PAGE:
Infrastructure loans: a credible tool in the fight against climate change
To avoid an economic shock, the transition to cleaner energy needs to happen smoothly.
Over the past few weeks, climate and decarbonization issues have taken on greater significance for oil supermajors. Exxon has had to concede board seats to candidates put forward by an environmental activist fund that represents just 0.02% of the share capital, but that has the backing of institutional investors such as Blackrock (its second biggest shareholder with 6%). At the Chevron AGM, a proposal to reduce emissions generated by the company’s customers has been approved by 61%, although the board urged shareholders to reject it. In the Netherlands, the district court in The Hague has ordered Royal Dutch Shell to drastically decrease its emissions and rapidly comply with the Paris climate agreement. By 2030, the company will have to cut its CO2 emissions by 45% compared to 2019 levels.
Pressure is mounting from all stakeholders. A recent PwC study showed only 8% of the companies making up the Global Fortune 500 have pledged to net zero. The momentum is certainly going to increase.
Nevertheless, fossil fuels (coal, oil and gas) still account for more than 80% of primary energy consumption, and production has not yet peaked. Over the last 30 years, oil reserves have increased by 50% and, based on the current rate of production, 50 to 100 years of reserves are still available. According to the methodology developed by the IPCC (Intergovernmental Panel on Climate Change) to calculate the level of CO2 emissions needed to achieve even a 50% probability of limiting global warming to below the 2° objective, two thirds of those known reserves will have to be left underground. If these assets are stranded, the economic losses will be heavy, and the cost of fossil energy could potentially skyrocket.
This could have a detrimental impact on global economic growth, with higher costs for the consumer. According to the EIA, the world uses 96 million barrels of oil per day, so an oil price of USD 100 /bbl rather than USD 60/bbl would cost consumers USD 1.4 trillion per year.
To avoid an economic shock, the transition to cleaner energy needs to happen smoothly. And as time is ticking, the key is to allocate capital to install new generation capacity.
For investors, the challenge is not just to avoid investing in players who are not acting to comply with the Paris agreement, but also to actively promote renewable energy.
Hopefully, renewable energy will soon become a serious and competitive option. According to the International Renewable Energy Agency, generation costs for onshore wind and solar PV have seen annual decreases of 3% and 16% respectively since 2010.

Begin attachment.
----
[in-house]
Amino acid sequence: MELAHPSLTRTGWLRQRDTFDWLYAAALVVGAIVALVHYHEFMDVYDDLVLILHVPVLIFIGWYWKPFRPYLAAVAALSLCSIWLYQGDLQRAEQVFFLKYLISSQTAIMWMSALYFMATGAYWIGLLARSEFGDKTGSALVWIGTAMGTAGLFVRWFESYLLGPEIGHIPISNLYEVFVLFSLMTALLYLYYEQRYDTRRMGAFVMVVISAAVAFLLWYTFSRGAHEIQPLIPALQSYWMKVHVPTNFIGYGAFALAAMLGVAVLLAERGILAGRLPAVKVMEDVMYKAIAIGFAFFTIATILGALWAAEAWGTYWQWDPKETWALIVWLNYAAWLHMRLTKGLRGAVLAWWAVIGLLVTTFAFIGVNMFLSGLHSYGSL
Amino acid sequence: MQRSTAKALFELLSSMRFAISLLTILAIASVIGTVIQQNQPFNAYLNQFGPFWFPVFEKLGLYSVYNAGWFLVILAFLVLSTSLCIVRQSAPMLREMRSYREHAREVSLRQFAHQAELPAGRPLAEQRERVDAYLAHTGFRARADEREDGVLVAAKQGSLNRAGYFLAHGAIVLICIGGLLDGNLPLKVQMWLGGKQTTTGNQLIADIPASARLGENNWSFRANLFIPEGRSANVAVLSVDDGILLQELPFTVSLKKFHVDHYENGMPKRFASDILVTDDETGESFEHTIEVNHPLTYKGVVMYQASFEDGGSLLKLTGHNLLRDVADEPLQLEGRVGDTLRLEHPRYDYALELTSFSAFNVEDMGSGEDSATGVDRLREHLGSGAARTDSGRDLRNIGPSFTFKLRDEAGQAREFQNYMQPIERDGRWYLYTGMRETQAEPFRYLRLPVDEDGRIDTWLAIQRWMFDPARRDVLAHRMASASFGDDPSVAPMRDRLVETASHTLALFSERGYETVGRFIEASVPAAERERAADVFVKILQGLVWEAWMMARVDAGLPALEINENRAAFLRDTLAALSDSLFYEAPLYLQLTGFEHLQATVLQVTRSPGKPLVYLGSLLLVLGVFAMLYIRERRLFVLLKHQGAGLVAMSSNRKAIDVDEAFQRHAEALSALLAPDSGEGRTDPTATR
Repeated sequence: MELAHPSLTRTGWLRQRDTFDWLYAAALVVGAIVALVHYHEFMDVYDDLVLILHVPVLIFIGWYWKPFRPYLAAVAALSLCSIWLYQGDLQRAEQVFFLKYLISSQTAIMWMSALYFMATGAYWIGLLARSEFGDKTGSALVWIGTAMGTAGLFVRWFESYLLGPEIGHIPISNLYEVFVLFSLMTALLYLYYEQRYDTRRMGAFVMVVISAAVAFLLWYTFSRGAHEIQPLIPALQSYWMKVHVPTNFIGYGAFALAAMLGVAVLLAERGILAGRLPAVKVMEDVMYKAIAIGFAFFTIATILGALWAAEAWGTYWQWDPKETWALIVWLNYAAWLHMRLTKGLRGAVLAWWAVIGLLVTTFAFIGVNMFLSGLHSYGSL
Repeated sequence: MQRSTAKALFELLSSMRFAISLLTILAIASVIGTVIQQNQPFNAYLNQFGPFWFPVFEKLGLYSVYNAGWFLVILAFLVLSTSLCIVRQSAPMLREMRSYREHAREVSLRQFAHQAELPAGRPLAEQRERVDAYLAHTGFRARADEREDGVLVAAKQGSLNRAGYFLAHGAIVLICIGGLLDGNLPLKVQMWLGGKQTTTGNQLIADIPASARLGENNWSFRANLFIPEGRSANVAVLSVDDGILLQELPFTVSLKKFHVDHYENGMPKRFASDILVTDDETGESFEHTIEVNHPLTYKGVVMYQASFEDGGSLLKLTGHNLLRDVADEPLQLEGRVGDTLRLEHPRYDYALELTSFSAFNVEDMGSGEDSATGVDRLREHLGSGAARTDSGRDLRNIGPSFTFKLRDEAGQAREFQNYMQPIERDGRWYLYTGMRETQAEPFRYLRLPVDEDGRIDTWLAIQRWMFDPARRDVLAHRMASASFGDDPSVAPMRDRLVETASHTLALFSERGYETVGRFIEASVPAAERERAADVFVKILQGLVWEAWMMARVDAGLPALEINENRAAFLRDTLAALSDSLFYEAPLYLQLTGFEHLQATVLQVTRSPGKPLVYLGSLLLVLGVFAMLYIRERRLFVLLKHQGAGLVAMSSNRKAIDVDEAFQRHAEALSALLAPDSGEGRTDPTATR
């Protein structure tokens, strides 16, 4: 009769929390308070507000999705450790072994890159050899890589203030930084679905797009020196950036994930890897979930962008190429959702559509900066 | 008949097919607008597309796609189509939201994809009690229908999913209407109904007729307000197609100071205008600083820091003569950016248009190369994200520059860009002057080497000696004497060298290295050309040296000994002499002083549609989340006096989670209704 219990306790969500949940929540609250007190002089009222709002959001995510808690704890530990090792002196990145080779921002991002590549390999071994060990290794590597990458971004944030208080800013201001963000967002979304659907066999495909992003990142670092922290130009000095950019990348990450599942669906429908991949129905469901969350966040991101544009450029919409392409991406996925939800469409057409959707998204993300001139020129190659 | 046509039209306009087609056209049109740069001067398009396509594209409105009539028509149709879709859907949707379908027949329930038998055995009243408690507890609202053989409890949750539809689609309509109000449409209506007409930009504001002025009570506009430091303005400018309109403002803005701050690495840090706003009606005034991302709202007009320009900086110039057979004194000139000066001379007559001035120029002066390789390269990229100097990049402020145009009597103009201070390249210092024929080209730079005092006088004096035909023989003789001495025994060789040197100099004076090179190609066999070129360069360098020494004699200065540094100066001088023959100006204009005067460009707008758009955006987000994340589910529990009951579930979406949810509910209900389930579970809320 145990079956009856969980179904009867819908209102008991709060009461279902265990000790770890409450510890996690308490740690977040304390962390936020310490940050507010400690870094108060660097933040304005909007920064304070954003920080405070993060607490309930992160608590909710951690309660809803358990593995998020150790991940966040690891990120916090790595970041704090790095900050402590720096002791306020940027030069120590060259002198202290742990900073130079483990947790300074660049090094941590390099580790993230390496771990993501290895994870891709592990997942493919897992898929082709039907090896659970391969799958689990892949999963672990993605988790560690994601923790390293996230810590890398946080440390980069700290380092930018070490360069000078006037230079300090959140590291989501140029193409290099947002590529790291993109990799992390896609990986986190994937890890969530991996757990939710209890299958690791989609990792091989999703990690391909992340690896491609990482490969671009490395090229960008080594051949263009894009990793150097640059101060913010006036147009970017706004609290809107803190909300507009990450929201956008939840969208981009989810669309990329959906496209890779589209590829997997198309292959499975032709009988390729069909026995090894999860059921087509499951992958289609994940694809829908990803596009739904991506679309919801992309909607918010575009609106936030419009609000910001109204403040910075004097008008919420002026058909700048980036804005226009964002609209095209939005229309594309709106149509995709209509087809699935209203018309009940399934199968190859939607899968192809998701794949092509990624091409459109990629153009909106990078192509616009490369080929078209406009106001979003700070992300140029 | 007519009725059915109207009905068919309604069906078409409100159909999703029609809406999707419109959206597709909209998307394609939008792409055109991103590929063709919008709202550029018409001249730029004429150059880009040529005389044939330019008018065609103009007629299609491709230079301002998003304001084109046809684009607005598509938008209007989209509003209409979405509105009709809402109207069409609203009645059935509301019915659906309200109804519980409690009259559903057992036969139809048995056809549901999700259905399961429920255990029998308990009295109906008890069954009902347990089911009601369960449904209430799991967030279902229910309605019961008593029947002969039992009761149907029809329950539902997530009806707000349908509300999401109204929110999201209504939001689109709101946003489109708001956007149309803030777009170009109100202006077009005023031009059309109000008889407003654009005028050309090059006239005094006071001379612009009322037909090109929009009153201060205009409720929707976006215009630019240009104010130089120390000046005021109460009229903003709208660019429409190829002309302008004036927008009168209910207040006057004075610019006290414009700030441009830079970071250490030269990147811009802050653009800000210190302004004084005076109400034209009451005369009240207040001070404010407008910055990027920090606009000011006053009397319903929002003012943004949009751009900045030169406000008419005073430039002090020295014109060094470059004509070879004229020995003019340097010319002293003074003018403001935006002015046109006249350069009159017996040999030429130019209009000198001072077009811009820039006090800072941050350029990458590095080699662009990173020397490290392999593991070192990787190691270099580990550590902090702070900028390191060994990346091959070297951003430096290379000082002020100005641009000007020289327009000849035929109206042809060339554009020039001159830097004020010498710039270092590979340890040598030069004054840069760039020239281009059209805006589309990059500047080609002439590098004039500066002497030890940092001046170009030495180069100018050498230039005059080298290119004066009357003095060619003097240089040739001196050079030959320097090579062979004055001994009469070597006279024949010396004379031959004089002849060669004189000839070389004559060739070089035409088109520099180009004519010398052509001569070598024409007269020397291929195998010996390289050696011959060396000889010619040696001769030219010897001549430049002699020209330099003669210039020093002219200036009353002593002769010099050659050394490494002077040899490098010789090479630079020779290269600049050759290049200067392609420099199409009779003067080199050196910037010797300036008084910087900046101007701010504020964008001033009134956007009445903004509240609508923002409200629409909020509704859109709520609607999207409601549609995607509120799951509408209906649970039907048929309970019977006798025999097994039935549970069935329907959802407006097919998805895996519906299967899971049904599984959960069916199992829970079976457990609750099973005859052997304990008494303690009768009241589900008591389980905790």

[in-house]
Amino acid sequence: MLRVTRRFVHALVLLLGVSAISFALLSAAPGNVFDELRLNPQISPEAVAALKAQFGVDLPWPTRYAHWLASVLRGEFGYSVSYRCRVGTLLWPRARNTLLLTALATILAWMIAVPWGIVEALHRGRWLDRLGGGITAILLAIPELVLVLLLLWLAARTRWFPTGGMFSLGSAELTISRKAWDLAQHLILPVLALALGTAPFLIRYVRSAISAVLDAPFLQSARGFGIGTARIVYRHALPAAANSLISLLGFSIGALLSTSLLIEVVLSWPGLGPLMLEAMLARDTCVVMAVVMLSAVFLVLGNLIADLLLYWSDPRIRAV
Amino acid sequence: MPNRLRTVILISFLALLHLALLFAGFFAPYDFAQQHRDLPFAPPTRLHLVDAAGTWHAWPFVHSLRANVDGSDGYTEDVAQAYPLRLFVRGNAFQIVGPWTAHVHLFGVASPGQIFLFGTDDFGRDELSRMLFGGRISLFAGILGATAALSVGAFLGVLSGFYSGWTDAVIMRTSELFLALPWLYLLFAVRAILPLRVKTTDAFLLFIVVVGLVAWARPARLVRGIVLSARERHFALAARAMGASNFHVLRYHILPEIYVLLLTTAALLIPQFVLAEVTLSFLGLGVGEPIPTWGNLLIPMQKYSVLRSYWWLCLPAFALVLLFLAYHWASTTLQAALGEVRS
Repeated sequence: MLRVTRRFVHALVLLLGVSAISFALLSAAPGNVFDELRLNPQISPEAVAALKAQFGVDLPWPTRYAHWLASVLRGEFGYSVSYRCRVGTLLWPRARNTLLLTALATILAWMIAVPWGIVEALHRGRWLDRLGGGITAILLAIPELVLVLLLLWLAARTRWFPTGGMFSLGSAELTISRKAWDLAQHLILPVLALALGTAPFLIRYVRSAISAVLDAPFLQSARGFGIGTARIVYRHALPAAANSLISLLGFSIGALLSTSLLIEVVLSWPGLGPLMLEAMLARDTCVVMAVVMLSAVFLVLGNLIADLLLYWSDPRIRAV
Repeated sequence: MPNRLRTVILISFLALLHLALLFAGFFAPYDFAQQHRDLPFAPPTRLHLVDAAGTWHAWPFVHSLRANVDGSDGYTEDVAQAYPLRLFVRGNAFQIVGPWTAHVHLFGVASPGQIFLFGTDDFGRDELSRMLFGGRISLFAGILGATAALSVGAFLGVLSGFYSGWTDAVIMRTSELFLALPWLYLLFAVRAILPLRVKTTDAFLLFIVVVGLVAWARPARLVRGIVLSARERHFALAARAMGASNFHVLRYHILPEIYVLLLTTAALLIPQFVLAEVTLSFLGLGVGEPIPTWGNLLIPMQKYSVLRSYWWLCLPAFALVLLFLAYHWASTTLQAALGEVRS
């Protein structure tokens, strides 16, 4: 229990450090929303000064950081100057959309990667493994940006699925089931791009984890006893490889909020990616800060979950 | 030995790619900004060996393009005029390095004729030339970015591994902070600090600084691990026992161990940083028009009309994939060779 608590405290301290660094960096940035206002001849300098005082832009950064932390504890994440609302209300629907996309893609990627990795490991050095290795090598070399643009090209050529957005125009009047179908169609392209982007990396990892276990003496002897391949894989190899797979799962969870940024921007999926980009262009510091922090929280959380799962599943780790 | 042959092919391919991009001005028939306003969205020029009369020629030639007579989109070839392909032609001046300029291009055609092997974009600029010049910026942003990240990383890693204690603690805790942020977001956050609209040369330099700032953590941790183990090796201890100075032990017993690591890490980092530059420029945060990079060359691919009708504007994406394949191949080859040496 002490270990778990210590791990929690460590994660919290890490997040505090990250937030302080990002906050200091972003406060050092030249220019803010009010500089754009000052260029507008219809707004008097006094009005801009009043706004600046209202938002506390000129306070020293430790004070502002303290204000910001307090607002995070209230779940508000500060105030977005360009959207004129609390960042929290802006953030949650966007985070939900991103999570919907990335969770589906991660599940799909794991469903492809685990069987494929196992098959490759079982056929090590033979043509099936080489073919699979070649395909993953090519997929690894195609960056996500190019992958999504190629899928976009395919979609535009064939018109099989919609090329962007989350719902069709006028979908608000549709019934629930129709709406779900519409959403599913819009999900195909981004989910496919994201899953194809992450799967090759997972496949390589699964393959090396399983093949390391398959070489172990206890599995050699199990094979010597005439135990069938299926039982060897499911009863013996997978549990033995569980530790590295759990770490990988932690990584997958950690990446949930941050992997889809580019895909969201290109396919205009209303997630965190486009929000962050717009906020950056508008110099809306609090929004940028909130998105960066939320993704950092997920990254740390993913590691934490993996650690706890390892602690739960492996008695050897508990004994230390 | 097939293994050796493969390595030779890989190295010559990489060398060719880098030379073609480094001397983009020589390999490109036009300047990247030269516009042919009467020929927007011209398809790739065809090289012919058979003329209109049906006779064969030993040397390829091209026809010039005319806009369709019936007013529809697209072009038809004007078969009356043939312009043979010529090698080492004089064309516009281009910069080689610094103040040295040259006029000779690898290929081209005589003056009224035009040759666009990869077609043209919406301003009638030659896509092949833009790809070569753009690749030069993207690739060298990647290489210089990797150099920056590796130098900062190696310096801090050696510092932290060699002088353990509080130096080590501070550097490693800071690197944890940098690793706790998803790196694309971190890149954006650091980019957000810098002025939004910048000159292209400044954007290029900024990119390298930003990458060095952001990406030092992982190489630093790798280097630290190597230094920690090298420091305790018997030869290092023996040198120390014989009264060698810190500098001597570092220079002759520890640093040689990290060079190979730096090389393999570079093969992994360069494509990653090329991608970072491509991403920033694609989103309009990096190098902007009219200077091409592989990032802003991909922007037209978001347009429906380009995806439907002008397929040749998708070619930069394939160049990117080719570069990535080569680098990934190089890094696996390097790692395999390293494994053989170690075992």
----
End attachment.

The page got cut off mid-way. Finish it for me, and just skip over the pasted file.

Historically, one of the risks embedded in this asset class has been its dependency on government subsidies. In 2007, Spain was paying a premium of USD 556 per megawatt-hour for electricity produced by rooftop solar panels, compared to USD 52 for electricity generated by fossil fuels (coal or gas).
This risk has significantly decreased. In Europe, the most recent bid solicitations for offshore wind farms in Germany and the Netherlands were partly made with no price guarantees, and the same is true for solar power in Spain. In France, the price has been set at EUR 44 / MWh for the latest project in Dunkirk, in line with the contractual price at which EDF sells its nuclear energy to alternative suppliers.
Nevertheless, while the regulatory risk has decreased, it has been implicitly replaced by a merchant risk (i.e. more exposure to electricity price volatility).
To address this new risk, creditors are looking for structures with corporate PPAs (Power Purchase Agreements), to set up a solid contractual framework and to avoid onboarding too much exposure to price volatility on the electricity market. The funding for such structures demonstrates a resilient risk approach (with shorter maturities and lower leverages) and higher returns than subsidized projects.
Hence, infrastructure loans provide an opportunity to actively participate in projects that support the reduction of carbon emissions, while also offering an attractive risk-return profile.
CIO SCOR Investment Partners
This article is an opinion article and does not constitute investment advice or recommendations. Neither the author nor SCOR Investment Partners assume any liability, direct or indirect, that may result from the use of information contained in this opinion article.